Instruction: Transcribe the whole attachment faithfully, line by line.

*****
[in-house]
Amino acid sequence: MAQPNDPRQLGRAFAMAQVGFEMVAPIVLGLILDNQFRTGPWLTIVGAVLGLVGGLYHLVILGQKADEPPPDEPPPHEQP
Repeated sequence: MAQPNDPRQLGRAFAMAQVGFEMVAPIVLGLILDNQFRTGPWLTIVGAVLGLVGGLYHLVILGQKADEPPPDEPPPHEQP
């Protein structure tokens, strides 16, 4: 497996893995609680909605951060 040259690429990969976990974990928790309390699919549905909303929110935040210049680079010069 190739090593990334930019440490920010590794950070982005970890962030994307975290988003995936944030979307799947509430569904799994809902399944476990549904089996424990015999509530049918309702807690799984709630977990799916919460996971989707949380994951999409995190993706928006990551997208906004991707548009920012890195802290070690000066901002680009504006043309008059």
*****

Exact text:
[in-house]
Amino acid sequence: MAQPNDPRQLGRAFAMAQVGFEMVAPIVLGLILDNQFRTGPWLTIVGAVLGLVGGLYHLVILGQKADEPPPDEPPPHEQP
Repeated sequence: MAQPNDPRQLGRAFAMAQVGFEMVAPIVLGLILDNQFRTGPWLTIVGAVLGLVGGLYHLVILGQKADEPPPDEPPPHEQP
């Protein structure tokens, strides 16, 4: 497996893995609680909605951060 040259690429990969976990974990928790309390699919549905909303929110935040210049680079010069 190739090593990334930019440490920010590794950070982005970890962030994307975290988003995936944030979307799947509430569904799994809902399944476990549904089996424990015999509530049918309702807690799984709630977990799916919460996971989707949380994951999409995190993706928006990551997208906004991707548009920012890195802290070690000066901002680009504006043309008059």